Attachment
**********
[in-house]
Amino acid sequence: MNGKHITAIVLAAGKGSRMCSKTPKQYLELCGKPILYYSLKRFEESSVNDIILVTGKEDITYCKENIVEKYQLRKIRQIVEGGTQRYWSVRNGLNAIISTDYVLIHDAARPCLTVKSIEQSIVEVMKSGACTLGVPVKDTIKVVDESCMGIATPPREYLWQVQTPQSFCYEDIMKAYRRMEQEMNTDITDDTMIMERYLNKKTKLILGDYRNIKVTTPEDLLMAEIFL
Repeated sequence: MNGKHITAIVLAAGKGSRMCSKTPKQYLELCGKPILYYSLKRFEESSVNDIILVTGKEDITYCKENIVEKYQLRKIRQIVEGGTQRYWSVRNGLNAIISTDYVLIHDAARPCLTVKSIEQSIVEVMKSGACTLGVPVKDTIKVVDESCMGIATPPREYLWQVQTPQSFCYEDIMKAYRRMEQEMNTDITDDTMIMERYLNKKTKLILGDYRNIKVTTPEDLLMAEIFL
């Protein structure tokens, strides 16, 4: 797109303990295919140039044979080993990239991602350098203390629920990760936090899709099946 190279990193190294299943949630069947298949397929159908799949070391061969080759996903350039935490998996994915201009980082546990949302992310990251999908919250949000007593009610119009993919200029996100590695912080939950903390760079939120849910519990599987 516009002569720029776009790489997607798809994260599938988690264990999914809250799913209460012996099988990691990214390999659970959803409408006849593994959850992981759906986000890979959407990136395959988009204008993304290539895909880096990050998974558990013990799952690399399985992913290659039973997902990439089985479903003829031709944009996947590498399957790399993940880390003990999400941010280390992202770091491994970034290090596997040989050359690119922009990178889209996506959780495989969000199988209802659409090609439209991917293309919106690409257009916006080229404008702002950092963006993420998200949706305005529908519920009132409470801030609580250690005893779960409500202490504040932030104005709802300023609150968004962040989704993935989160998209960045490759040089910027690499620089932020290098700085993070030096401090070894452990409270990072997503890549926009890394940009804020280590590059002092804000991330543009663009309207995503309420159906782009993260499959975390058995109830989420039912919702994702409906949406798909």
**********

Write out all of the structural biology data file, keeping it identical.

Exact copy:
[in-house]
Amino acid sequence: MNGKHITAIVLAAGKGSRMCSKTPKQYLELCGKPILYYSLKRFEESSVNDIILVTGKEDITYCKENIVEKYQLRKIRQIVEGGTQRYWSVRNGLNAIISTDYVLIHDAARPCLTVKSIEQSIVEVMKSGACTLGVPVKDTIKVVDESCMGIATPPREYLWQVQTPQSFCYEDIMKAYRRMEQEMNTDITDDTMIMERYLNKKTKLILGDYRNIKVTTPEDLLMAEIFL
Repeated sequence: MNGKHITAIVLAAGKGSRMCSKTPKQYLELCGKPILYYSLKRFEESSVNDIILVTGKEDITYCKENIVEKYQLRKIRQIVEGGTQRYWSVRNGLNAIISTDYVLIHDAARPCLTVKSIEQSIVEVMKSGACTLGVPVKDTIKVVDESCMGIATPPREYLWQVQTPQSFCYEDIMKAYRRMEQEMNTDITDDTMIMERYLNKKTKLILGDYRNIKVTTPEDLLMAEIFL
């Protein structure tokens, strides 16, 4: 797109303990295919140039044979080993990239991602350098203390629920990760936090899709099946 190279990193190294299943949630069947298949397929159908799949070391061969080759996903350039935490998996994915201009980082546990949302992310990251999908919250949000007593009610119009993919200029996100590695912080939950903390760079939120849910519990599987 516009002569720029776009790489997607798809994260599938988690264990999914809250799913209460012996099988990691990214390999659970959803409408006849593994959850992981759906986000890979959407990136395959988009204008993304290539895909880096990050998974558990013990799952690399399985992913290659039973997902990439089985479903003829031709944009996947590498399957790399993940880390003990999400941010280390992202770091491994970034290090596997040989050359690119922009990178889209996506959780495989969000199988209802659409090609439209991917293309919106690409257009916006080229404008702002950092963006993420998200949706305005529908519920009132409470801030609580250690005893779960409500202490504040932030104005709802300023609150968004962040989704993935989160998209960045490759040089910027690499620089932020290098700085993070030096401090070894452990409270990072997503890549926009890394940009804020280590590059002092804000991330543009663009309207995503309420159906782009993260499959975390058995109830989420039912919702994702409906949406798909």